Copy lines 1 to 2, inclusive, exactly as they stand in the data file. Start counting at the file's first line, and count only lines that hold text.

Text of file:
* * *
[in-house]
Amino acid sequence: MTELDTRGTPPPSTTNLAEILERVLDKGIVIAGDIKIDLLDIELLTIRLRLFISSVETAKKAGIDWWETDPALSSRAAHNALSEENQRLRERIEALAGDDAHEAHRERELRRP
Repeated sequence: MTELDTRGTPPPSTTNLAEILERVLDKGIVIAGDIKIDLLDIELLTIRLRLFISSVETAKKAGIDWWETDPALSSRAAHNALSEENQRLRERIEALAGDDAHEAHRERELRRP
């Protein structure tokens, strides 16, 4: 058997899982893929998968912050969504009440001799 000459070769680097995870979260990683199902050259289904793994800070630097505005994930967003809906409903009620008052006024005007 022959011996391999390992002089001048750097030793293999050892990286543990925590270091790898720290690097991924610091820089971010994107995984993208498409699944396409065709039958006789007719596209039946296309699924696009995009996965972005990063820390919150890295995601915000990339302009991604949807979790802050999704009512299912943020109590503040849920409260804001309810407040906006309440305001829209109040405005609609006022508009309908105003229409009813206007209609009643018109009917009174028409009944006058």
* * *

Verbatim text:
[in-house]
Amino acid sequence: MTELDTRGTPPPSTTNLAEILERVLDKGIVIAGDIKIDLLDIELLTIRLRLFISSVETAKKAGIDWWETDPALSSRAAHNALSEENQRLRERIEALAGDDAHEAHRERELRRP